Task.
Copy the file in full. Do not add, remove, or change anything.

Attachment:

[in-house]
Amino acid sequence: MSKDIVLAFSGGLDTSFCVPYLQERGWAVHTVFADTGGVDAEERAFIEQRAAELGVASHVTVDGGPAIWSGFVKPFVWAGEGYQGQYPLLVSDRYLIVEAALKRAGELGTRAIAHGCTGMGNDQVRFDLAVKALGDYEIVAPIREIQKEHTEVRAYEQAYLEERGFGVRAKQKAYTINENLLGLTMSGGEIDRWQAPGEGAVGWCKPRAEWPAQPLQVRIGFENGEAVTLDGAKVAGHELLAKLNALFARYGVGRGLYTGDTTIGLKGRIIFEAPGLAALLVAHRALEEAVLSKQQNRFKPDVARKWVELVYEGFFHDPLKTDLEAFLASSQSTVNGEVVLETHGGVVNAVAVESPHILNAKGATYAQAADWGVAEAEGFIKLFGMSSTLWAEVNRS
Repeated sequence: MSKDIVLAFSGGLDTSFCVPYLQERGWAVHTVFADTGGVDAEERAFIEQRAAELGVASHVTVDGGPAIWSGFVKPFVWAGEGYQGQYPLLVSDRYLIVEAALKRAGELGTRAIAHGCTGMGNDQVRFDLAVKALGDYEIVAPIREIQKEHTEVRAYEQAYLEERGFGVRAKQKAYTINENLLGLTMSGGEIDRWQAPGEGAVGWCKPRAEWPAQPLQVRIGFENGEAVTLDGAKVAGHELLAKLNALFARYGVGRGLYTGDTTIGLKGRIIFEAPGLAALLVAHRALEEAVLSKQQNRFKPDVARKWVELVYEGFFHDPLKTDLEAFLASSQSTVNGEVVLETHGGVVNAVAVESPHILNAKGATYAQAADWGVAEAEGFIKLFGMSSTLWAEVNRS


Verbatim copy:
[in-house]
Amino acid sequence: MSKDIVLAFSGGLDTSFCVPYLQERGWAVHTVFADTGGVDAEERAFIEQRAAELGVASHVTVDGGPAIWSGFVKPFVWAGEGYQGQYPLLVSDRYLIVEAALKRAGELGTRAIAHGCTGMGNDQVRFDLAVKALGDYEIVAPIREIQKEHTEVRAYEQAYLEERGFGVRAKQKAYTINENLLGLTMSGGEIDRWQAPGEGAVGWCKPRAEWPAQPLQVRIGFENGEAVTLDGAKVAGHELLAKLNALFARYGVGRGLYTGDTTIGLKGRIIFEAPGLAALLVAHRALEEAVLSKQQNRFKPDVARKWVELVYEGFFHDPLKTDLEAFLASSQSTVNGEVVLETHGGVVNAVAVESPHILNAKGATYAQAADWGVAEAEGFIKLFGMSSTLWAEVNRS
Repeated sequence: MSKDIVLAFSGGLDTSFCVPYLQERGWAVHTVFADTGGVDAEERAFIEQRAAELGVASHVTVDGGPAIWSGFVKPFVWAGEGYQGQYPLLVSDRYLIVEAALKRAGELGTRAIAHGCTGMGNDQVRFDLAVKALGDYEIVAPIREIQKEHTEVRAYEQAYLEERGFGVRAKQKAYTINENLLGLTMSGGEIDRWQAPGEGAVGWCKPRAEWPAQPLQVRIGFENGEAVTLDGAKVAGHELLAKLNALFARYGVGRGLYTGDTTIGLKGRIIFEAPGLAALLVAHRALEEAVLSKQQNRFKPDVARKWVELVYEGFFHDPLKTDLEAFLASSQSTVNGEVVLETHGGVVNAVAVESPHILNAKGATYAQAADWGVAEAEGFIKLFGMSSTLWAEVNRS